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7 classic interview mistakes

We asked our experts for the classic errors to avoid when it comes to an interview – together with some tips for making sure they don’t happen to you…

Not doing your research

The biggest mistake all our experts mentioned is going into an interview unprepared. This might mean failing to research the company, not taking the time to understand the role, or not knowing who you’re meeting. But it could also mean not planning out what you’re going to talk about.

‘I always advise candidates that, no matter how good they are, they can’t assume they can wing it,’ says Rob Kruger, who recruits lawyers across Australia. ‘The worst thing you can do is go in under-prepared, not knowing who you’re meeting and not having some answers prepared,’ agrees Kate Quane, who places business support staff in Sydney. ‘I always advise people to have four or five answers ready for key questions that they can reasonably expect might come up.’

Talking about the wrong things

A related mistake is failing to talk about topics or experiences that best showcase your experience and knowledge.

From his perspective in the law space, Rob advises. ‘A common mistake is for people to choose a case to talk about that is really out of date or happens to have a big brand name involved, but where it turns out the candidate’s involvement was actually quite minimal,’ he says.

Both Rob and Kate agree that it’s far better to discuss a more minor or less on-trend topic if it gives you the chance to really shine. So spending some time beforehand thinking hard about which examples to showcase can make a real difference here.

Forgetting the connection between CV and interview

Quite understandably, your interviewer is likely to see your CV as a prompt for the conversation they will have with you when you meet. So if you’ve put things on there that are more aspiration than hard fact, that could get found out at the interview.

‘Don’t put anything on your CV that you’re not prepared to talk about or that doesn’t show off your skills in the best light,’ says Rob. Kate agreed: ‘Don’t have anything on there you’re not comfortable talking about. Your CV is not a working concept – it’s a factual record. Use it to highlight what you’ve done and achieved, not to set out things you’re hoping to work towards.’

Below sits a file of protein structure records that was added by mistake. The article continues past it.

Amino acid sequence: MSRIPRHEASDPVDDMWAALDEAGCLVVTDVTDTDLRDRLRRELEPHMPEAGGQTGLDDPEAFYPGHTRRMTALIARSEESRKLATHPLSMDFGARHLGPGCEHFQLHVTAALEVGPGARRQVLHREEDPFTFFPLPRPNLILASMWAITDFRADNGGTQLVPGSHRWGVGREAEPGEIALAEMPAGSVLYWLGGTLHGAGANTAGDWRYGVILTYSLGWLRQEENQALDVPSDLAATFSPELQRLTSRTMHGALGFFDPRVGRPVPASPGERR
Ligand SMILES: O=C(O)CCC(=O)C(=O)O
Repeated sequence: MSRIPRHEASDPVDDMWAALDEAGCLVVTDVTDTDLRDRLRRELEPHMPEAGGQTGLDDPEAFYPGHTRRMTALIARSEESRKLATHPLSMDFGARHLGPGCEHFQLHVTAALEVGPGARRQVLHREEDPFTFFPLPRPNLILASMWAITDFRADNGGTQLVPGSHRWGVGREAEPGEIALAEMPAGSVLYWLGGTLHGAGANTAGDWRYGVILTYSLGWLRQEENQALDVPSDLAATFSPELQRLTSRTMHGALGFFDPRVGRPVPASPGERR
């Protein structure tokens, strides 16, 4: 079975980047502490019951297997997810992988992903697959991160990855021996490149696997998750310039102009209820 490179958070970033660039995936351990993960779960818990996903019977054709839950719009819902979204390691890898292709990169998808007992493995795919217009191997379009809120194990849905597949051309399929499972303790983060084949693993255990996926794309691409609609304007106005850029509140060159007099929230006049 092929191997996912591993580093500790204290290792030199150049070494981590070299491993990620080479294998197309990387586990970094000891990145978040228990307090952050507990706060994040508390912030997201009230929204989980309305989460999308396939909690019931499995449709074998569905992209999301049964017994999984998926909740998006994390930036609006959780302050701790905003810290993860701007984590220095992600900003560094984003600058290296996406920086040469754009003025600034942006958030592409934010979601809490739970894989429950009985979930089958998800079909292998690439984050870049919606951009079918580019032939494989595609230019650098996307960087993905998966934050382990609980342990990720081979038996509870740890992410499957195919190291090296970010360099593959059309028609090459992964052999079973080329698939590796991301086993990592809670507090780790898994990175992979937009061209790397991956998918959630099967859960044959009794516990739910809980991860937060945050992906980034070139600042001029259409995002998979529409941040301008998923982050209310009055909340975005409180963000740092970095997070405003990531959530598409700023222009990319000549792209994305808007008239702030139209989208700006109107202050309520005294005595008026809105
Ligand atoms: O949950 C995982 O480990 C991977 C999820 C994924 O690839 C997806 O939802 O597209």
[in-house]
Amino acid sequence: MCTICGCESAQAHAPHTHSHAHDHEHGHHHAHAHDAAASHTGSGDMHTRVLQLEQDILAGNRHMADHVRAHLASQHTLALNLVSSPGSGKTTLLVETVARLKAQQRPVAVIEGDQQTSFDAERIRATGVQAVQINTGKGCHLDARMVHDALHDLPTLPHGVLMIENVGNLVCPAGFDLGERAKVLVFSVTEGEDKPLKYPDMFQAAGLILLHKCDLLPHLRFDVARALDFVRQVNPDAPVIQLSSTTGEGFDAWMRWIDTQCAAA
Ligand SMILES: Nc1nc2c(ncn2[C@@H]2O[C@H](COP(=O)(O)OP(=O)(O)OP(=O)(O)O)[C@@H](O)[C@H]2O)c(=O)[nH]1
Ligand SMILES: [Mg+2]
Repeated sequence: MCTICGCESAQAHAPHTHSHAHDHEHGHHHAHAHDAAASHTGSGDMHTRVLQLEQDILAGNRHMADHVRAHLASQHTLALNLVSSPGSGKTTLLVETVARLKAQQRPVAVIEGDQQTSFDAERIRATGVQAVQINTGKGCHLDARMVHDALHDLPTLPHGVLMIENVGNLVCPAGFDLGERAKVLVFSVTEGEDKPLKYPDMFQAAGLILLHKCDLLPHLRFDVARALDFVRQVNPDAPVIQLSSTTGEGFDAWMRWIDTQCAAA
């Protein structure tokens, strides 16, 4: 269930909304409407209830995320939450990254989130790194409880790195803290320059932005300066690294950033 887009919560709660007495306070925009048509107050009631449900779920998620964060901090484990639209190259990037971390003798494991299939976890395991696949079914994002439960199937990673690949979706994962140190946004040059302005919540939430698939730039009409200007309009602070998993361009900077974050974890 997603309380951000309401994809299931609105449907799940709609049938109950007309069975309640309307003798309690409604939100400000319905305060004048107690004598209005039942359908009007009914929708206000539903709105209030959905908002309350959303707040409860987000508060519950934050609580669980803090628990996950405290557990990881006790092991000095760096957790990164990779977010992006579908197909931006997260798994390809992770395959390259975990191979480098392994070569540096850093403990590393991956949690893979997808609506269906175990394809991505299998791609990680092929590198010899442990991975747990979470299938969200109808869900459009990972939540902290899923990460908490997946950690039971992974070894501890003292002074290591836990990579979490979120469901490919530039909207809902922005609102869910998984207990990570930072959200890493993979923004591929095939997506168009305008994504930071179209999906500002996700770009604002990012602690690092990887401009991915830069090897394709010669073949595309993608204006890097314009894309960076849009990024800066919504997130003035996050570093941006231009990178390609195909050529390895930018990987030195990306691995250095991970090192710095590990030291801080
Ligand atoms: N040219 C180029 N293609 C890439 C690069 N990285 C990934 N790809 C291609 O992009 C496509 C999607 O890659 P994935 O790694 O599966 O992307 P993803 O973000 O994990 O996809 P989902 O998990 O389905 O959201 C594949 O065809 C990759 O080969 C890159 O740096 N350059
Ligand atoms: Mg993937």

Not listening

‘A common mistake at interview is that people go in with a pre-prepared script and say their answers without really listening to the questions,’ says Kate. ‘You can’t rely on one-size-fits-all answers to get you through.’

Nerves can have a lot to do with this, of course. But when you’re asked a question, remember it’s OK to take a moment to think, says Kate. ‘People get fazed and start to panic, especially if it’s a job they really want,’ she says. ‘So just take a drink of water, and take a moment to process the question while you pause.’ And the pause, of course, is never as long as you think it is.

Turning up late

This obvious no-no can happen if you’ve not taken the time to work out your route to the venue and exactly whereabouts within it you’ve got to go. ‘People sometimes arrive late because they haven’t thought through the journey,’ says Rob. ‘Always plan to allow yourself at least 10 minutes in reception ahead of the interview time.’ And if you do arrive late, he adds, don’t compound the error by failing to apologise…

Forgetting the communication essentials

Sometimes, perhaps because of nerves or because they’re so concentrated on the task, even very highly skilled or experienced people can overlook the communication essentials that allow any human interaction to run smoothly – building rapport, taking an interest, positive body language. ‘Don’t forget to hold eye contact, and take an interest in the interviewer’s background,’ advises Kate 

‘You need to build a rapport but also have a bit of social awareness,’ says Rob. ‘If you keep being too formal, you’ll sound like a robot and there’ll be no rapport. Your interviewer needs to believe you can do the job, of course, but they also want to be able to picture themselves working in an office or perhaps even socialising with you.’ At the same time, an interviewee who becomes too relaxed could be off-putting too. The trick, as always, is to take one’s cue from the interviewer.

Not asking questions

‘When you’re asked if you have any questions – as you inevitably will be – it’s vital that you don’t just clam up,’ says Rob. Ideally your questions will be positive and employer-focused – not too provocative or self-focused – so you need to have something more than just ‘Where’s the nearest gym?’

‘Ask questions that result in your interviewer getting enthusiastic – for example, bring up something they’ve talked about in the interview and turn it back on them: “It sounds like you’ve got some really exciting clients – what are your plans for developing them in the future / bringing on other clients in that sector?” The interviewer then gets excited because they’re being asked about what they care about, and then they start to sell to you…’

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